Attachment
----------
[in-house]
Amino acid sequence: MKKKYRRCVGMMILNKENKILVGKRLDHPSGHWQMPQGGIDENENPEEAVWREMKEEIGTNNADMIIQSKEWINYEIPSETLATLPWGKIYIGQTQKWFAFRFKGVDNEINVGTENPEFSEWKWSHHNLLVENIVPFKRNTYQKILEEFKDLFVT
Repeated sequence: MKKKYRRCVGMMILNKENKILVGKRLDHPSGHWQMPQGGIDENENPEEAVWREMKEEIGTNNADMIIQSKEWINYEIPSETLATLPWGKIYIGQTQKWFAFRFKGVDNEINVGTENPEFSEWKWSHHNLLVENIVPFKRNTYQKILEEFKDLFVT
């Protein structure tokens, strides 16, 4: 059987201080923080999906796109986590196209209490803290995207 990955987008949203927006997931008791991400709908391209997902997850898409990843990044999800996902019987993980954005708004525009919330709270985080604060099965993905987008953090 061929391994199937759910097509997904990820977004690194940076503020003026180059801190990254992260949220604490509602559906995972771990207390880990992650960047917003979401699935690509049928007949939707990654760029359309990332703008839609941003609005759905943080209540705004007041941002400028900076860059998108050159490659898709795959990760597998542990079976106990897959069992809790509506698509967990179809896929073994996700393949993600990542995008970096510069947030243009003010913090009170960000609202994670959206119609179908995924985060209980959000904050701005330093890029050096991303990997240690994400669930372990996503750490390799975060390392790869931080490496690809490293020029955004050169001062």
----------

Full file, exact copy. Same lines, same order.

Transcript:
[in-house]
Amino acid sequence: MKKKYRRCVGMMILNKENKILVGKRLDHPSGHWQMPQGGIDENENPEEAVWREMKEEIGTNNADMIIQSKEWINYEIPSETLATLPWGKIYIGQTQKWFAFRFKGVDNEINVGTENPEFSEWKWSHHNLLVENIVPFKRNTYQKILEEFKDLFVT
Repeated sequence: MKKKYRRCVGMMILNKENKILVGKRLDHPSGHWQMPQGGIDENENPEEAVWREMKEEIGTNNADMIIQSKEWINYEIPSETLATLPWGKIYIGQTQKWFAFRFKGVDNEINVGTENPEFSEWKWSHHNLLVENIVPFKRNTYQKILEEFKDLFVT
């Protein structure tokens, strides 16, 4: 059987201080923080999906796109986590196209209490803290995207 990955987008949203927006997931008791991400709908391209997902997850898409990843990044999800996902019987993980954005708004525009919330709270985080604060099965993905987008953090 061929391994199937759910097509997904990820977004690194940076503020003026180059801190990254992260949220604490509602559906995972771990207390880990992650960047917003979401699935690509049928007949939707990654760029359309990332703008839609941003609005759905943080209540705004007041941002400028900076860059998108050159490659898709795959990760597998542990079976106990897959069992809790509506698509967990179809896929073994996700393949993600990542995008970096510069947030243009003010913090009170960000609202994670959206119609179908995924985060209980959000904050701005330093890029050096991303990997240690994400669930372990996503750490390799975060390392790869931080490496690809490293020029955004050169001062």